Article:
Who says you can’t start a business when you’re young? These days, more and more young entrepreneurs who are full of great ideas, passion, and drive are launching their own companies—any many are finding success.
I recently had the pleasure of serving as a mentor to a number of young entrepreneurs as part of the innovative U.C. Berkeley-Hass Entrepreneurship Program, which is under the outstanding leadership of Rhonda Shrader and Adeeba Fazil. The program offers undergraduates, graduates, and alumni an opportunity for career counseling, professional networking, and more to help boost their entrepreneurial endeavors.
More and more young entrepreneurs are launching their own companies. Here are answers to their most … [+]
The young entrepreneurs I counseled had some great, creative ideas for different startups, and many of them had already gotten some early traction in their businesses. They also had some great questions—questions that many entrepreneurs, young or old, have about starting, growing and financing a business. So I thought I would share my answers to those questions here.
The founders of a company must initially determine whether to organize the company as a limited liability company (LLC), general partnership, a sole proprietorship, or a corporation. If formed as a corporation, the company must also determine whether to file an election to have it taxed as an “S corporation” rather than a “C corporation.”
S corporations are corporations that elect to pass corporate income, losses, deductions, and credits through to their stockholders for tax purposes. Stockholders of S corporations report the flow-through of income and losses on their personal tax returns and are assessed tax at their individual income tax rates (so called “flow-through taxation”). This allows S corporations to generally avoid double taxation on the corporate income.
A C corporation under federal income tax laws is one that is taxed separately from its owners. Generally, all for-profit corporations are classified as C corporations, unless the company validly elects to become an S corporation. A C corporation does not have limits as to who could be the stockholders (as S corporations do). And C corporations may have different classes of stock (such as preferred stock and common stock), which is not allowed for S corporations. Venture capitalists will typically only invest in preferred stock in a C corporation.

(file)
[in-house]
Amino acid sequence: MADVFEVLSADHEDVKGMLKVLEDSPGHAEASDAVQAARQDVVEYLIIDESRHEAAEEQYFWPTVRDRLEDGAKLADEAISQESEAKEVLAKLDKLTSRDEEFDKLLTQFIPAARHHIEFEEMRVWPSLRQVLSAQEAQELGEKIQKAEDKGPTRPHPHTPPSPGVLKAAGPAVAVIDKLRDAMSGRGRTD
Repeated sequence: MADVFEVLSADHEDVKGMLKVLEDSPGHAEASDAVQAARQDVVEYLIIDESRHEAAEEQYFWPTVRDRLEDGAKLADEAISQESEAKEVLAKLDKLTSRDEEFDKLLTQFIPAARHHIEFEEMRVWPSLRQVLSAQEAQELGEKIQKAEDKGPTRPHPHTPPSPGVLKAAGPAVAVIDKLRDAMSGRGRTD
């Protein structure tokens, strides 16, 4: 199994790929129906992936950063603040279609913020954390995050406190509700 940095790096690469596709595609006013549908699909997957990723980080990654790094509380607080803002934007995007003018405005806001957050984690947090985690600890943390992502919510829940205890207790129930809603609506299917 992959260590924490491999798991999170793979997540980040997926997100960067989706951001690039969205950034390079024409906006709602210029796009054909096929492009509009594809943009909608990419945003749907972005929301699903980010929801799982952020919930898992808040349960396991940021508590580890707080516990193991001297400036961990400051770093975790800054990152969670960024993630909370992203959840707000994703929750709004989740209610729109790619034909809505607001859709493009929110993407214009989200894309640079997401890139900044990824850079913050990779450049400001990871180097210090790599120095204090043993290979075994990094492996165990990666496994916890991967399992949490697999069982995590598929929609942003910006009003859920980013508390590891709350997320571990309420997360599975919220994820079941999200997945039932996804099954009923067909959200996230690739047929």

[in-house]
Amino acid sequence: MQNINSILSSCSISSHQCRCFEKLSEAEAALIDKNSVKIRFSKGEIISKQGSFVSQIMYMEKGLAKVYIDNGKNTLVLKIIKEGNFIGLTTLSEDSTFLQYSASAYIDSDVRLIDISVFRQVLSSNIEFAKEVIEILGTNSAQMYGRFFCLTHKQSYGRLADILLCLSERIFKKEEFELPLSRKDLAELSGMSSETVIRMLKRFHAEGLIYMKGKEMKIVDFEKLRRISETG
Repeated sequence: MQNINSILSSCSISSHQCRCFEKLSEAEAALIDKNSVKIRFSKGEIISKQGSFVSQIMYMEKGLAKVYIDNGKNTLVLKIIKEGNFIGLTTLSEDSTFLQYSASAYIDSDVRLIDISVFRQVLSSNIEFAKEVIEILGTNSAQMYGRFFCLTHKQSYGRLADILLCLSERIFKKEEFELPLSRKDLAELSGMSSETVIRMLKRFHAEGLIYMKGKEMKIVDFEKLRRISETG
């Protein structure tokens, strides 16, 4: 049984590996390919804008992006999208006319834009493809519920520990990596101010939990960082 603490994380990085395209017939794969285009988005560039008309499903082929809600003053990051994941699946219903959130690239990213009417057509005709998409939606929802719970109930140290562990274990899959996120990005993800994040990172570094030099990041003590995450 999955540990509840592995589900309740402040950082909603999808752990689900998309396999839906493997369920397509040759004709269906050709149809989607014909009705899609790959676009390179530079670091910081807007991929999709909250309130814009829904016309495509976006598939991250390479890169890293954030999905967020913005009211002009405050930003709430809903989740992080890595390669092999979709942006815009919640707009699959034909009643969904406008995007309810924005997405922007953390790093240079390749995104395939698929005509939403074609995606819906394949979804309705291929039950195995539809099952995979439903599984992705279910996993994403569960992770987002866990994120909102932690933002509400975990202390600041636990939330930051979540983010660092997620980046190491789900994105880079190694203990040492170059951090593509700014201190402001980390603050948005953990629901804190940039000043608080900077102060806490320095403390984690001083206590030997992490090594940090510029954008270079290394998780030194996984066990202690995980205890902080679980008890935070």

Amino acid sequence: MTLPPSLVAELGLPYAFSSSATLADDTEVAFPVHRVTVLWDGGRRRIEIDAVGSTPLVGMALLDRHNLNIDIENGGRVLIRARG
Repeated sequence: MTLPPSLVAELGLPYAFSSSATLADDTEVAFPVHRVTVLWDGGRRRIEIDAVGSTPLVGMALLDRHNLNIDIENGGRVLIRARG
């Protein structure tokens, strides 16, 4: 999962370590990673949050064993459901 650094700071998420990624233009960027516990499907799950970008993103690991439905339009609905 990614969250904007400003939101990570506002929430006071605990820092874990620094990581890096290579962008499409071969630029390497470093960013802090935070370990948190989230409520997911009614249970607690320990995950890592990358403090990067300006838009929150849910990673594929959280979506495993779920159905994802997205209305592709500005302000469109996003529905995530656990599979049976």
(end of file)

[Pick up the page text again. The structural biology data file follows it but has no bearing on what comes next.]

An LLC is another entity that provides limited liability to its owners the way C and S corporations do, and an LLC also provides flow-through taxation to its owners.
So what type of entity should a founder form?
For a comprehensive discussion of tax issues in startups, see Pay Attention to These 9 Essential Startup Tax Issues.
Corporations are formed pursuant to a state’s laws. Many people recommend incorporating under Delaware law, but my preference is to incorporate in the state where the business is located, as this will save you some fees, filings, and complexities. You can always reincorporate later in Delaware if desirable.
Ideas are a dime a dozen; it’s the actual implementation of an idea that is more important. If it’s truly unique, get a patent for it (visit www.uspto.gov). You may get some protection through copyright, trade secret programs, or NDAs—but not a lot (see The Key Elements of Non-Disclosure Agreements). You can’t worry too much about someone stealing your idea. The best thing to do is implement the idea and get a lot of traction for it.
If you think there is no competition for your idea, you are likely dead wrong. I’ve had multiple entrepreneurs over the years tell me they had no competitors, something I was able to quickly disprove with a simple Google search.
There is no one correct answer to this question. But you should discuss it with your co-founders and agree upon it up front to avoid any misunderstandings later on. If you are the original founder and the brains behind the idea, a good argument can be made for more than 50% ownership. The split should take into account the following:
If you are not a technology expert, and technology is going to be crucial to your startup, then it will be helpful to have a technical co-founder (or, at the very least, a senior-level hire who can handle the key technology functions). Investors and incubator programs like Y Combinator often like to see technology-oriented co-founders. But that doesn’t mean you have to give this co-founder 50% of the equity.